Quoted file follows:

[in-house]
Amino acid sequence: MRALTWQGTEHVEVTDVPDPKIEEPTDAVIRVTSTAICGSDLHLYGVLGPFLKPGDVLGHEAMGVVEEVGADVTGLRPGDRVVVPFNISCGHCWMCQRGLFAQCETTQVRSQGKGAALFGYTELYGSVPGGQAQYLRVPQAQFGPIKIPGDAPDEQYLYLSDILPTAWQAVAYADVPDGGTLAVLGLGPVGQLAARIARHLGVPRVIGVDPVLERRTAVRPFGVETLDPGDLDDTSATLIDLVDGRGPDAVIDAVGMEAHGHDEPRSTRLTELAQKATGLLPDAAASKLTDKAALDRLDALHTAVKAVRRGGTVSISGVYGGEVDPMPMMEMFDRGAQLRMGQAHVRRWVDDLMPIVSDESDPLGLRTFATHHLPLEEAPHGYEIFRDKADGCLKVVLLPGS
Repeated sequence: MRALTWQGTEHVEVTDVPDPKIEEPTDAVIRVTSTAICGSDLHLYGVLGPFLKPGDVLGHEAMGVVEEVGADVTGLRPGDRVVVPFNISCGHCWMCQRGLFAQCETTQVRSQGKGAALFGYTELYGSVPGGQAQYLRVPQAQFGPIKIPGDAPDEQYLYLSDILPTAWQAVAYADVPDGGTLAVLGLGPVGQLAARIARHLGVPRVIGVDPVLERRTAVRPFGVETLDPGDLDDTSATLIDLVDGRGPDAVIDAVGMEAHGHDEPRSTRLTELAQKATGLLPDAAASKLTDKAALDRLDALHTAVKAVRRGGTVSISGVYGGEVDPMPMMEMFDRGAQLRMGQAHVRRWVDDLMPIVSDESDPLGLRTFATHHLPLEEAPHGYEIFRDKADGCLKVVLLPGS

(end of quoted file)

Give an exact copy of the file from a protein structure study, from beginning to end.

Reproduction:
[in-house]
Amino acid sequence: MRALTWQGTEHVEVTDVPDPKIEEPTDAVIRVTSTAICGSDLHLYGVLGPFLKPGDVLGHEAMGVVEEVGADVTGLRPGDRVVVPFNISCGHCWMCQRGLFAQCETTQVRSQGKGAALFGYTELYGSVPGGQAQYLRVPQAQFGPIKIPGDAPDEQYLYLSDILPTAWQAVAYADVPDGGTLAVLGLGPVGQLAARIARHLGVPRVIGVDPVLERRTAVRPFGVETLDPGDLDDTSATLIDLVDGRGPDAVIDAVGMEAHGHDEPRSTRLTELAQKATGLLPDAAASKLTDKAALDRLDALHTAVKAVRRGGTVSISGVYGGEVDPMPMMEMFDRGAQLRMGQAHVRRWVDDLMPIVSDESDPLGLRTFATHHLPLEEAPHGYEIFRDKADGCLKVVLLPGS
Repeated sequence: MRALTWQGTEHVEVTDVPDPKIEEPTDAVIRVTSTAICGSDLHLYGVLGPFLKPGDVLGHEAMGVVEEVGADVTGLRPGDRVVVPFNISCGHCWMCQRGLFAQCETTQVRSQGKGAALFGYTELYGSVPGGQAQYLRVPQAQFGPIKIPGDAPDEQYLYLSDILPTAWQAVAYADVPDGGTLAVLGLGPVGQLAARIARHLGVPRVIGVDPVLERRTAVRPFGVETLDPGDLDDTSATLIDLVDGRGPDAVIDAVGMEAHGHDEPRSTRLTELAQKATGLLPDAAASKLTDKAALDRLDALHTAVKAVRRGGTVSISGVYGGEVDPMPMMEMFDRGAQLRMGQAHVRRWVDDLMPIVSDESDPLGLRTFATHHLPLEEAPHGYEIFRDKADGCLKVVLLPGS